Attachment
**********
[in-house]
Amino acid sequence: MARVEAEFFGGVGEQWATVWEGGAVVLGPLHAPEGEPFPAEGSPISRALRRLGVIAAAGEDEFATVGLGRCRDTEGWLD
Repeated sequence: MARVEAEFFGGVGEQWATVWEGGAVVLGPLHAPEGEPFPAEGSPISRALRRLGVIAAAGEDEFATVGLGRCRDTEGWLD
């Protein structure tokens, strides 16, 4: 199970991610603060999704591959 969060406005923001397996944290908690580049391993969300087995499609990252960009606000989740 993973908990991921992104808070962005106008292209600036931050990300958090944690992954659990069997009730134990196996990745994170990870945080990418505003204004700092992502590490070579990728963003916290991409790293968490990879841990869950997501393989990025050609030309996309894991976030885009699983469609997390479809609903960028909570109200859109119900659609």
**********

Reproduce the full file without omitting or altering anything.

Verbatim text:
[in-house]
Amino acid sequence: MARVEAEFFGGVGEQWATVWEGGAVVLGPLHAPEGEPFPAEGSPISRALRRLGVIAAAGEDEFATVGLGRCRDTEGWLD
Repeated sequence: MARVEAEFFGGVGEQWATVWEGGAVVLGPLHAPEGEPFPAEGSPISRALRRLGVIAAAGEDEFATVGLGRCRDTEGWLD
């Protein structure tokens, strides 16, 4: 199970991610603060999704591959 969060406005923001397996944290908690580049391993969300087995499609990252960009606000989740 993973908990991921992104808070962005106008292209600036931050990300958090944690992954659990069997009730134990196996990745994170990870945080990418505003204004700092992502590490070579990728963003916290991409790293968490990879841990869950997501393989990025050609030309996309894991976030885009699983469609997390479809609903960028909570109200859109119900659609």